The Dale was once home to 20 residents and the remaining eight have not been given a time limit for moving out. Roddons says the nature of caring for the elderly is changing.
Board member and a Fenland councillor Martin Curtis said: “The focus now is enabling people to stay at home for as long as they can - in fact designing homes for life is an important principle, making sure that wherever possible, adaptations that may be needed in the future are built into homes at the design stage.”
But Mrs Osler said: “Sheltered housing maybe yesterday’s news but if they think housing can be designed for life what happens when you get a family living in a home and then there is just a couple and then just one elderly person left rattling around in a three-bedroom house with stairs? It is a ridiculous argument.”
Residents in bungalows built next to The Dale have also been left devastated by news of its closure. They will lose the services of a warden and their social life which centres on activities in the communal area.
Although they have been given assurances their bungalow is not at risk, Ray and Moira Briston are very unhappy at the prospect of losing their friends.
Mr Briston, 77, calls the numbers at the weekly bingo session and there are the coffee mornings to look forward to.
Mr Briston said: “We have a lovely Christmas party and we all go out for a meal together. It will be a sad day when they all move out.
“We moved here from Friday Bridge after we had nine break-ins but when the Dale is decommissioned we will not have any warden here.”
Mrs Briston, 73, also enjoys the social life of The Dale, said: “We are going to lose all our friends and it makes me want to cry.”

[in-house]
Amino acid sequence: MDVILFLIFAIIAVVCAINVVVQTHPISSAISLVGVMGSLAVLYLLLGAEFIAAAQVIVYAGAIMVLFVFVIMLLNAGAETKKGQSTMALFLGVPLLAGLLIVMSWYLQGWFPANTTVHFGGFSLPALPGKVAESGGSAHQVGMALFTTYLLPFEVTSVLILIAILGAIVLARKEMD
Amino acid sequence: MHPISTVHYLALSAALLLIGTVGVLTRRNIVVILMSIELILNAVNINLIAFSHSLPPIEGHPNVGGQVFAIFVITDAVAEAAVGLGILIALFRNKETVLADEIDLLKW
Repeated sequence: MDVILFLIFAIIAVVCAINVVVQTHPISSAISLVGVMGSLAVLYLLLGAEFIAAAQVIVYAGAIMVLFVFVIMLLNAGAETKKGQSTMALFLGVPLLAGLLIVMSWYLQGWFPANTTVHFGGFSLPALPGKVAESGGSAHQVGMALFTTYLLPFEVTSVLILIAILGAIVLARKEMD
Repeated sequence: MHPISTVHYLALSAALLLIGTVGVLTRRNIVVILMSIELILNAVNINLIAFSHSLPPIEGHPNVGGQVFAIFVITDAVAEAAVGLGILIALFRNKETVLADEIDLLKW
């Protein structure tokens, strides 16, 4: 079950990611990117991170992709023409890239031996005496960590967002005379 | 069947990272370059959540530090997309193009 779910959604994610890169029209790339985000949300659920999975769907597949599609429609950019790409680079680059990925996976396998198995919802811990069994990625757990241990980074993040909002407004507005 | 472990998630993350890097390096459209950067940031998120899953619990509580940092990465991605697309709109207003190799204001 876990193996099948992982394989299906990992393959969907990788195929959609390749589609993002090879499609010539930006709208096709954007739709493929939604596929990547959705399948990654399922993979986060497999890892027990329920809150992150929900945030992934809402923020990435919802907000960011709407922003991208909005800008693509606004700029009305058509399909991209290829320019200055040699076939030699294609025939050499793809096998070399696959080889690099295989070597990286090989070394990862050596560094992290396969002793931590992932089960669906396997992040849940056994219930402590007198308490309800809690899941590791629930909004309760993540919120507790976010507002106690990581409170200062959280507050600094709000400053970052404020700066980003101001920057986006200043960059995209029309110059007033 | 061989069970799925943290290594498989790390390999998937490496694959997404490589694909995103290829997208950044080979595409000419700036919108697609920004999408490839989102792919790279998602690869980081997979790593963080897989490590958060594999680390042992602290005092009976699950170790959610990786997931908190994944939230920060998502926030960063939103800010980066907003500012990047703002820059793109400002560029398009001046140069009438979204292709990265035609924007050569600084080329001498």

Christopher Smith, managing director for Roddons Housing Association, said: “I would like to reassure local people that we remain completely committed to providing sheltered housing in the Fenland area.
“However, it has to be the right kind, in the right place and of the right quality. Our residents deserve high quality, decent homes and the numbers of empty properties at both schemes for many years which we could not let was a clear sign of people already ‘voting with their feet’ and that the accommodation no longer met the expectations and needs of our customers.
“The sheltered housing review at Napier Court/Elizabeth Terrace and The Dale found that these homes were no longer suitable, and that we simply could not improve them sufficiently given aspects of their location, design and layout to make them so.
“Before we made any decision, we consulted fully with all of the residents and a wide range of key partners on the options that were open to us. It is a sad but unavoidable reality that the outcome of any full consultation will not please every single person.
“However, as we have done with the vast majority of residents who have already decided to move to better homes elsewhere, we will continue to work very closely with the few remaining residents to ensure they are found suitable new accommodation. Our Board has had to make a very difficult decision, but I firmly believe the right one based on what will be best for the long term housing needs of the community.”